Pilots fight `by the book'


Corn Field
Nov 11, 2003
Pilots fight `by the book'
Some US Airways captains press for restored wages with strict line on rules
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Frustrated US Airways pilots are mounting an informal "just do your job" campaign, with some refusing to help with routine tasks that keep planes on schedule.

Some are also going a step farther and flying "by the book," which means following rules exactly. That can also cause delays and missed connections for passengers and cost the airline money.

The actions are part of pilots' efforts to restore some pay cuts by escalating pressure on management during contract talks.

Pilots and other employees have grown increasingly frustrated with the pace of labor negotiations, especially after US Airways management launched its failed hostile takeover bid for Delta nearly three months ago. Employees said management should have made new contracts before attempting to buy Delta.

They have been staging informational pickets at several airports, but pilots say they will up the ante. More than any other employee group, pilots can impact whether flights depart or arrive on time.

They emphasize that safety won't be compromised, but pilots may no longer assist flight attendants in cleaning planes or alerting gate agents when two passengers have the same seat assignment.

"I would say that morale is at such a point that pilots just want to come in, fly the plane and go home," said Arnie Gentile, a US Airways pilot and spokesman for the Air Line Pilots Association.

Others say they could begin following rules precisely. That means pilots might taxi slowly or fly slower when approaching turbulence. That could add to delays, costing the airline money and creating ill will with passengers.

Pilots could also ask for more fuel, thwarting management's efforts to control that expense. US Airways and other airlines are trying to trim the amount of extra fuel planes carry because the extra weight makes planes less efficient.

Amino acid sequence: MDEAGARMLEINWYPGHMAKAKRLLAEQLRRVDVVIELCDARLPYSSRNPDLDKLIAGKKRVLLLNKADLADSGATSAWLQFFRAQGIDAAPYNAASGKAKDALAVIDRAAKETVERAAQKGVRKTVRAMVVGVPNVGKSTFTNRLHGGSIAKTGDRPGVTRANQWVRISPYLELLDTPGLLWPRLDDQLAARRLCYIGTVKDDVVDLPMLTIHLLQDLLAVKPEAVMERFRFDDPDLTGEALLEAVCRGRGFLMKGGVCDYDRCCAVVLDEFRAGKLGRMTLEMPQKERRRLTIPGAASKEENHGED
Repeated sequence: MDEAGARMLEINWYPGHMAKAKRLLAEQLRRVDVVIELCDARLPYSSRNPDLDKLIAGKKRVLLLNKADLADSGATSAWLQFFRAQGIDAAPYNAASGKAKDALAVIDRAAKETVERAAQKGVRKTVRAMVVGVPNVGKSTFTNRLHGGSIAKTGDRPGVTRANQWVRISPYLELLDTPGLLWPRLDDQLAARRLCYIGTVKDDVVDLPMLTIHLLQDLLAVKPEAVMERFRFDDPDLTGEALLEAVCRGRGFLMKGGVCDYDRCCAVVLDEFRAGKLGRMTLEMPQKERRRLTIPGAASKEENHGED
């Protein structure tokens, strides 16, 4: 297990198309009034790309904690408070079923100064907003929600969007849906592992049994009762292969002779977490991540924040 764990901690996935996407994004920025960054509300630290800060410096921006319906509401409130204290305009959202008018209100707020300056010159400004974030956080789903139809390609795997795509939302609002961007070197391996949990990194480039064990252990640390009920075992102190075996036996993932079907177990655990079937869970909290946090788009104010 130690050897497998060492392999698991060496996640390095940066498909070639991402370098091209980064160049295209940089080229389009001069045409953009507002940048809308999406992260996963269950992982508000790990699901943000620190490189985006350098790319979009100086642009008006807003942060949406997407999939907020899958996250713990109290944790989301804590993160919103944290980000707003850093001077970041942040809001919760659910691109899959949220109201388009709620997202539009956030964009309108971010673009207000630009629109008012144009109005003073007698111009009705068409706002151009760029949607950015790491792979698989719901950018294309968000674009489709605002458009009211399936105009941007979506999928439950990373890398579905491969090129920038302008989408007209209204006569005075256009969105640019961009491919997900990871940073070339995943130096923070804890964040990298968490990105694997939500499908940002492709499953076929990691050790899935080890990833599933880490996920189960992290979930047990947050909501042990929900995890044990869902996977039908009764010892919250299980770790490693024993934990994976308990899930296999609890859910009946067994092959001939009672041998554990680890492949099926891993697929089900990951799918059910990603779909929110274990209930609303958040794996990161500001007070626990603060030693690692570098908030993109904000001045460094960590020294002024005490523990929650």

US Airways pilot James Ray said he has been asking for more fuel to increase his comfort level during flights.

"We're doing what's safe," said Ray, of Charlotte.

So far, there is no concerted effort by the airline's pilots to fly by the book, union officials said, though some pilots have already become sticklers.

US Airways said the pilot actions are "typical" during labor negotiations. United pilots staged a slowdown six years ago during contract talks.

"Our pilots are consummate professionals and continue to perform safely and efficiently," US Airways said in a written statement. "This is typical talk meant to generate solidarity when in the midst of negotiating a new contract. We continue to diligently negotiate with them and hope to come to an agreement soon."

Data from the Bureau of Transportation Statistics show a slight increase in US Airways delays from October to December, the last month data was available. That doesn't compare apples to apples, however, because weather gets worse with the onset of winter.

ALPA must walk a fine line with any coordinated job action that could be seen as a contract violation. American Airlines pilots were fined $45 million by a judge seven years ago after staging a sickout. The union paid about $20 million of that fine. The airline agreed not to collect the rest if pilots agreed to wage cuts during restructuring.

US Airways was formed in fall 2005 with the merger of the old US Airways and America West. The airline has painted most of the old America West planes in US Airways liveries, but the carrier still operates as two airlines, including having two separate labor contracts for pilots and other employees.